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TUC Equality Audit 2018

Report type
Research and reports
Issue date
Notes - Union changes since the 2014 audit
There have been a number of mergers of TUC-affiliated unions since the last equivalent audit.

The NEU has been formed from the coming together of the NUT and ATL. However, it has been counted as two unions in this audit because the NUT and ATL sections submitted separate independent returns.

Prospect has merged with BECTU since the last audit and submitted a single return covering the merged union, so together
they have been included as one union in this analysis.

Other mergers of TUC unions since 2014 have no bearing on this analysis due to non- responses.

The 2018 respondents include three unions, the AUE, the NAHT and the RCM, who were not TUC affiliates when the 2014 audit was conducted.

Data analysis

The percentages of unions quoted in this report are generally of the total number of unions responding to the audit. In some cases, analysis has also been carried out according  to union size. The aim of this approach is to acknowledge that certain rules and structures may be more likely to be adopted by unions  of different sizes. For example, it may be more likely for a large union to keep disaggregated statistics on members and activists than a small union.
For such analysis, the unions responding have been grouped into three size categories corresponding to the TUC rules on the composition of the General Council.10   In this report they are described as either ‘large’ (section A unions), ‘medium’ (section B unions) or ‘small’ (section C unions).

The large unions that responded to the audit are:


The medium unions that responded to the audit are:

Community, CSP, CWU, Equity, FBU, PCS, Prospect, NEU (ATL section), NUJ, RCM, RMT, UCU

The small unions that responded to the audit are:


Where there is a statistic relating to the proportion of union members covered by a rule or structure, this is a percentage of the aggregate number of members of unions responding to the survey.

To monitor change in the areas covered by this report, some data is compared with the situation in 2014. However, comparisons are limited to instances where percentages are changed substantially. This is because the small size of the population covered by the survey (38 respondent unions in 2018 and 36 in 2014) means a difference of just one or two unions will show up as a noticeable change in percentage figures. A second problem is the subjective nature of some questions, which means unions’ responses might not be fully consistent from one audit to the next and cannot always be meaningfully compared.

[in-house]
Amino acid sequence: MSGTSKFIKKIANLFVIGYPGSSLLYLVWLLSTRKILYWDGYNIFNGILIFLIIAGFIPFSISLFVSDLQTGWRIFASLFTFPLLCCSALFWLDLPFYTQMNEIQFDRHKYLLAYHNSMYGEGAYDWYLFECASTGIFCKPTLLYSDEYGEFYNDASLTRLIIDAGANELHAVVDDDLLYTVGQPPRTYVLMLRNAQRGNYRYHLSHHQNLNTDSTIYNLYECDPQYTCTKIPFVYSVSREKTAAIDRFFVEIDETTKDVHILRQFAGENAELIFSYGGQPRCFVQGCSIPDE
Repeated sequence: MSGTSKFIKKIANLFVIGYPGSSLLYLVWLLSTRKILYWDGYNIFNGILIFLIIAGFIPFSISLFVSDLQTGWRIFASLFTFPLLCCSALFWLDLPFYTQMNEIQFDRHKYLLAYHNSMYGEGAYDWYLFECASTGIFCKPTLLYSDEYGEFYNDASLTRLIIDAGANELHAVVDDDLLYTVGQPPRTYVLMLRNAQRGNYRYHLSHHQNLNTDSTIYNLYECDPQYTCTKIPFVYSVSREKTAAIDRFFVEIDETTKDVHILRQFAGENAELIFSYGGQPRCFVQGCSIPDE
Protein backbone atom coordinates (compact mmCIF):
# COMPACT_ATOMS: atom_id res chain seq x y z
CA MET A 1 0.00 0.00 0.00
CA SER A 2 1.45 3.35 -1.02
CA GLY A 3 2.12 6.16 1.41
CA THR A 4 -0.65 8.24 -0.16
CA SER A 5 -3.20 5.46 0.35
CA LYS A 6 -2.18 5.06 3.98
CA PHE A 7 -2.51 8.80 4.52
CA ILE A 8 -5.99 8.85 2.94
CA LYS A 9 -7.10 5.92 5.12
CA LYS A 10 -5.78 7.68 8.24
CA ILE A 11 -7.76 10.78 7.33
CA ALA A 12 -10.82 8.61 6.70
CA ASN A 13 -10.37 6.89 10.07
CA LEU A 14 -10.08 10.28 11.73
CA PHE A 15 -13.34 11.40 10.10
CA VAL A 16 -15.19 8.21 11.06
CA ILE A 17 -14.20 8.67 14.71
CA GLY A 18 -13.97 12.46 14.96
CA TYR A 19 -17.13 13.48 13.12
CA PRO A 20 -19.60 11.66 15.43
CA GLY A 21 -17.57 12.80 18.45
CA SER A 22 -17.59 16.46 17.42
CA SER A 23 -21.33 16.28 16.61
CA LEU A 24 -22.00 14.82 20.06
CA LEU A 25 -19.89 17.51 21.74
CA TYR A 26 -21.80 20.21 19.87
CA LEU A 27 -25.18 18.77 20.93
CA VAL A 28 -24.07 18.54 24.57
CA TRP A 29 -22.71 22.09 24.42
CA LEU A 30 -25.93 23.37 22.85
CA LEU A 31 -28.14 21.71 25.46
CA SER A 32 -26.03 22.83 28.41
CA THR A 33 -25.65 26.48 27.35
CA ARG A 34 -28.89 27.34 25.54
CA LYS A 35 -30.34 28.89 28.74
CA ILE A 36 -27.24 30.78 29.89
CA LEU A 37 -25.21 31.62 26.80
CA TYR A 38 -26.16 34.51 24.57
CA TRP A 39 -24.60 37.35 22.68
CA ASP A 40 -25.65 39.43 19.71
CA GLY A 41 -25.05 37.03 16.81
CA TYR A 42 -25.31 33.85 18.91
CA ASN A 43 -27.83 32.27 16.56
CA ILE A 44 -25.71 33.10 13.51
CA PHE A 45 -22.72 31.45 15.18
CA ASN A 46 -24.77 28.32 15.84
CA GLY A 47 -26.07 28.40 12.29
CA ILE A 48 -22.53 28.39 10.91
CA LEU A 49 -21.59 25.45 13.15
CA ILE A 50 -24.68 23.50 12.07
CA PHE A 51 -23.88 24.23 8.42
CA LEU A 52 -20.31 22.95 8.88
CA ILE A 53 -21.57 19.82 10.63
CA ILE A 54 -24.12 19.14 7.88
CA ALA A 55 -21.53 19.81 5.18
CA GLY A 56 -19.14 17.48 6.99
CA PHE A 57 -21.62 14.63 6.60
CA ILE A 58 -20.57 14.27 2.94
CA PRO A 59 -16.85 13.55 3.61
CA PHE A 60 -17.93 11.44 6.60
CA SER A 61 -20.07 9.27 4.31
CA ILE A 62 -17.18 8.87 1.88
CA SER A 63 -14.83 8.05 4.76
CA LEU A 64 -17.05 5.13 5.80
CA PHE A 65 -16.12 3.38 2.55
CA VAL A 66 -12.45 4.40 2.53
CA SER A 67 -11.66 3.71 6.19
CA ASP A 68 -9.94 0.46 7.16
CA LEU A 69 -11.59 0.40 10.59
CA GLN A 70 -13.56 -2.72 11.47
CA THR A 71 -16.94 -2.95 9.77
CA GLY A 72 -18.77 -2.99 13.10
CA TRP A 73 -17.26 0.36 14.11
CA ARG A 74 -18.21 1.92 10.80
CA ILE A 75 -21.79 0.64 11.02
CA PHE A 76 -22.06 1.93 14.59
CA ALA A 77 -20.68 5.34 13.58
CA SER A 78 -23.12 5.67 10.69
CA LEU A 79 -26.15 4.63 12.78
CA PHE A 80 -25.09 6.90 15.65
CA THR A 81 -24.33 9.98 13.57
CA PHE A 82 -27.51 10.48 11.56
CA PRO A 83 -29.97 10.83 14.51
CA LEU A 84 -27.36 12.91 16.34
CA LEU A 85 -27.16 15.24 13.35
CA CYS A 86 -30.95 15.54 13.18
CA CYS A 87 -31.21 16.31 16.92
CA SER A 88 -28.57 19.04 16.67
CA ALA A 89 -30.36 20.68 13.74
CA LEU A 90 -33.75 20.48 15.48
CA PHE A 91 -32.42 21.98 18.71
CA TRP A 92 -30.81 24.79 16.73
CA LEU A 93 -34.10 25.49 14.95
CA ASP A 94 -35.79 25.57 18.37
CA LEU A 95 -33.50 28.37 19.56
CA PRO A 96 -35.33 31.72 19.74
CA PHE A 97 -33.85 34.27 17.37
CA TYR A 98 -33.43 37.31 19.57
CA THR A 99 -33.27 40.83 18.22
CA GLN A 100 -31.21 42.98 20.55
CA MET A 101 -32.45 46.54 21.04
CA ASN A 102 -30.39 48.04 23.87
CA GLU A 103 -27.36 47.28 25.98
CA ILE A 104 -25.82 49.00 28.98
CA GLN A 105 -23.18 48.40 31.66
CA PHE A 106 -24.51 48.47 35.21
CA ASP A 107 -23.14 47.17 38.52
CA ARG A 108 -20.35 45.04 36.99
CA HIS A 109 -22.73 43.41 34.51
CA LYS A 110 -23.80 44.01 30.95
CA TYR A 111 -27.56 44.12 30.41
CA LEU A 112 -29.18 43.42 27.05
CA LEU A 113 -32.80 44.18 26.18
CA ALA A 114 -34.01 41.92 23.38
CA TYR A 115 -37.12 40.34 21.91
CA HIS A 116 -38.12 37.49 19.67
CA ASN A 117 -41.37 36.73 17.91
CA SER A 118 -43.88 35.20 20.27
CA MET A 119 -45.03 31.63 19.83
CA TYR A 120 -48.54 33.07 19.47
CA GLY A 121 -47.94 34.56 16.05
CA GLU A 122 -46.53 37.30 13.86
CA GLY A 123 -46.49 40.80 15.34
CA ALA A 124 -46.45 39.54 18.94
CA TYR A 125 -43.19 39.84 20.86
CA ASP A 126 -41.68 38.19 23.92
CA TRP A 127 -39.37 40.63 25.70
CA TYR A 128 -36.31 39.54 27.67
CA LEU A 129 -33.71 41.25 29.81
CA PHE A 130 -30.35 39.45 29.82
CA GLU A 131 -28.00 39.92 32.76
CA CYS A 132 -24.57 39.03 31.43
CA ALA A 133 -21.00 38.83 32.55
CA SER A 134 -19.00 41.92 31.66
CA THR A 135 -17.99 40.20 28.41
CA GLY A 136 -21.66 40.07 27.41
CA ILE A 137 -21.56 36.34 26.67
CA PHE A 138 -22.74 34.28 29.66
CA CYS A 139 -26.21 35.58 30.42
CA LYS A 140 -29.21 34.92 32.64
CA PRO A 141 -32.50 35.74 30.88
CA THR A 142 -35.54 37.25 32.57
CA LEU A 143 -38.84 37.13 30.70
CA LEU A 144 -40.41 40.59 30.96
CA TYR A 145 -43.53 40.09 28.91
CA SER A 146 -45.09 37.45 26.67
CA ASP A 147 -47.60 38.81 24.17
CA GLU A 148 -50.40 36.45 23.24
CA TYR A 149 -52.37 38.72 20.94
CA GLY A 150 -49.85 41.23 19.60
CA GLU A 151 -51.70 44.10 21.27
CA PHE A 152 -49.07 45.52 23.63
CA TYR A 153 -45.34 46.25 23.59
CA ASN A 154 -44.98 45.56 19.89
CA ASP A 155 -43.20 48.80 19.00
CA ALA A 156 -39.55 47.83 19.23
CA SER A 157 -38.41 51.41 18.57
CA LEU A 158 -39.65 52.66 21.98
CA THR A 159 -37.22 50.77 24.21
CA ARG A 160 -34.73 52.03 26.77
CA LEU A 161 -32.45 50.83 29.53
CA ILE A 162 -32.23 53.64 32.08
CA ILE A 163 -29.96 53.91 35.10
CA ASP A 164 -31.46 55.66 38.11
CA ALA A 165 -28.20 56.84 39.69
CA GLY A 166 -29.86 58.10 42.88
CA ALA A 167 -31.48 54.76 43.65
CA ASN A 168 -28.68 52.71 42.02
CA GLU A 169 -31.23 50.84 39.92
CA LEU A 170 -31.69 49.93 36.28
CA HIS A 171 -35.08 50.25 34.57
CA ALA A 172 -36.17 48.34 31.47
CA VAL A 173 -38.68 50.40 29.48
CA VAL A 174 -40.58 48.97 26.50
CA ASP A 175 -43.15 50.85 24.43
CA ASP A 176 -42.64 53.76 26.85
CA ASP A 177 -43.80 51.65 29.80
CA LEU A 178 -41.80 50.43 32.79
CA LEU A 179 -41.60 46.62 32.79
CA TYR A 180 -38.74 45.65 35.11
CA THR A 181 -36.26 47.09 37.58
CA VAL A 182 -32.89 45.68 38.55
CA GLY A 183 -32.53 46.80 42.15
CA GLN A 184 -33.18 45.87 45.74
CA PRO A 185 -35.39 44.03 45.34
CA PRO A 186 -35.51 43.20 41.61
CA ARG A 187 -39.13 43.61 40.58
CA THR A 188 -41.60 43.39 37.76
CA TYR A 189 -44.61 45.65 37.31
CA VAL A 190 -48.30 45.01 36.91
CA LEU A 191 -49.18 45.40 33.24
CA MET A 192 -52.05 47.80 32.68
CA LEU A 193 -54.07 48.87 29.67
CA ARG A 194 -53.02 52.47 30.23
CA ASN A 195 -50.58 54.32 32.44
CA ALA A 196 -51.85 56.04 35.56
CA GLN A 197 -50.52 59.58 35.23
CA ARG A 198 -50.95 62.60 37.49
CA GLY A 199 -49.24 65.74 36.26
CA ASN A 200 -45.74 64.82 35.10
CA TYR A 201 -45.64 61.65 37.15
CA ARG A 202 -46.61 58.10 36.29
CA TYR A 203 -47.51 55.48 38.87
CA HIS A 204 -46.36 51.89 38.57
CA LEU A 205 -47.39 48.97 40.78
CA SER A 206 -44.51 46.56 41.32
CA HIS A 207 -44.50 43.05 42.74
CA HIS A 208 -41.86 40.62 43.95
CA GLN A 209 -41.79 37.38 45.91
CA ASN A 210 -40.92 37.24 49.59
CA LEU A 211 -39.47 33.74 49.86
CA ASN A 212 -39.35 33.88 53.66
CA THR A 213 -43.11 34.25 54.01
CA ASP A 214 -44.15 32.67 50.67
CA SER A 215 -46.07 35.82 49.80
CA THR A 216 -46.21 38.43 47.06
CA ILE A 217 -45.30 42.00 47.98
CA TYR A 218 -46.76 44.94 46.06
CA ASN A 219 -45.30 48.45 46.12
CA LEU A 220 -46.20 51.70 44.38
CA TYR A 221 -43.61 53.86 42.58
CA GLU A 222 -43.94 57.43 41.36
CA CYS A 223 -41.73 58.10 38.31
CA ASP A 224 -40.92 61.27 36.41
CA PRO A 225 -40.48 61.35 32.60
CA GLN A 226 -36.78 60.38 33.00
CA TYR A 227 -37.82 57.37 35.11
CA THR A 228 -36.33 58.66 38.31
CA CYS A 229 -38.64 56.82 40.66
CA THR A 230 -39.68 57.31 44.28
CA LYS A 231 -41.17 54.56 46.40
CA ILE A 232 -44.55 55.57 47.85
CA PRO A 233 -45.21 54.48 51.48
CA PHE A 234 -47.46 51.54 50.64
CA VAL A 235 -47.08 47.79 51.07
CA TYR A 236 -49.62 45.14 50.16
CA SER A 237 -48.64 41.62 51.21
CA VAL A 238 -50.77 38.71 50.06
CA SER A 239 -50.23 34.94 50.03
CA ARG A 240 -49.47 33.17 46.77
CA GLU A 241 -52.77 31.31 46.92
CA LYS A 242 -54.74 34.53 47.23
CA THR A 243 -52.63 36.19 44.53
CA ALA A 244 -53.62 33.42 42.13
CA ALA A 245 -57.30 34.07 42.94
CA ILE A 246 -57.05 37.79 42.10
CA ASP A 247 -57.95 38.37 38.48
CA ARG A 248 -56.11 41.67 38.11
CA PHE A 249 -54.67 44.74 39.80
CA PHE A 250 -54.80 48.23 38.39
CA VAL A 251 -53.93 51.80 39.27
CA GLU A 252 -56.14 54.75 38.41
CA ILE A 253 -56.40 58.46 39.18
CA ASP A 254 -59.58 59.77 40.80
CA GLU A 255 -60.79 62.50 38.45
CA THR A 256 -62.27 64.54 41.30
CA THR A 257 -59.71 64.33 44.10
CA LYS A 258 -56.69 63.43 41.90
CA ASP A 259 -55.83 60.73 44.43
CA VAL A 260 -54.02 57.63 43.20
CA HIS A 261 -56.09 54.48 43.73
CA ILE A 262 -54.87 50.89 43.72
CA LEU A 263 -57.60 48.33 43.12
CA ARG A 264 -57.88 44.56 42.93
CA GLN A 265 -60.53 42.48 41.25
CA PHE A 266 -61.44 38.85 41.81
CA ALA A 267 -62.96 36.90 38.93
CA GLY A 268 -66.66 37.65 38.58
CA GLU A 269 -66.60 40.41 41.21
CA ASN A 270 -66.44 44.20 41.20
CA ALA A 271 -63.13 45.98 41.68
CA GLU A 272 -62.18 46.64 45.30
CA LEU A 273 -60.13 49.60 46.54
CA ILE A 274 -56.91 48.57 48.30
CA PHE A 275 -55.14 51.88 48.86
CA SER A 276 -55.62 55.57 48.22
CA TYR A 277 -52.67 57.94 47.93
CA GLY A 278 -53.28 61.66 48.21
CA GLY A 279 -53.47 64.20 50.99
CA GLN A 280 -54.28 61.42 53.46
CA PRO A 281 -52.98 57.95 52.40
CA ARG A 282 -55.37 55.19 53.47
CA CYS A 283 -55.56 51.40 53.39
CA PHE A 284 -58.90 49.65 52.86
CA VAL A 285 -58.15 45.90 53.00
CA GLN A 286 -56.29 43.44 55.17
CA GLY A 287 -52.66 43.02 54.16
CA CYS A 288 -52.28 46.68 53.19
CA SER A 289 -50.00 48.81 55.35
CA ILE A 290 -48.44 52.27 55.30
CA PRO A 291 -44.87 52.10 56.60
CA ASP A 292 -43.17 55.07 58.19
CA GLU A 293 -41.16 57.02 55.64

Two questionnaires

While all TUC unions are sent the main audit questionnaire, those with fewer than 12,000 members are given the option of completing an abbreviated version of the
questionnaire. Only three chose to do this in 2018 (see Appendix), compared with eight in 2014, meaning that more unions with fewer than 12,000 members completed the main questionnaire this time.

Where questions were covered in only one of the questionnaires, this is indicated in the report text.

  • 10 . “Section A shall consist of members from those organisations with a full numerical membership of 200,000 or more members. Each such organisation shall be entitled to nominate one or more of its members to be a member or members of the General Council and the number of members to which the organisations comprising Section A shall be entitled shall be determined by their full numerical membership on the basis of one per 200,000 members or part thereof provided that where the total number of women members of any organisation in Section A is 100,000 or more that organisation shall nominate at least one woman.
    Section B shall consist of members from those organisations with a full numerical membership of 30,000 up to 199,999 members. Each such organisation shall be entitled to nominate one of its members to be a member of Section B of the General Council.
    Section C shall consist of seven members of unions with fewer than 30,000 members.”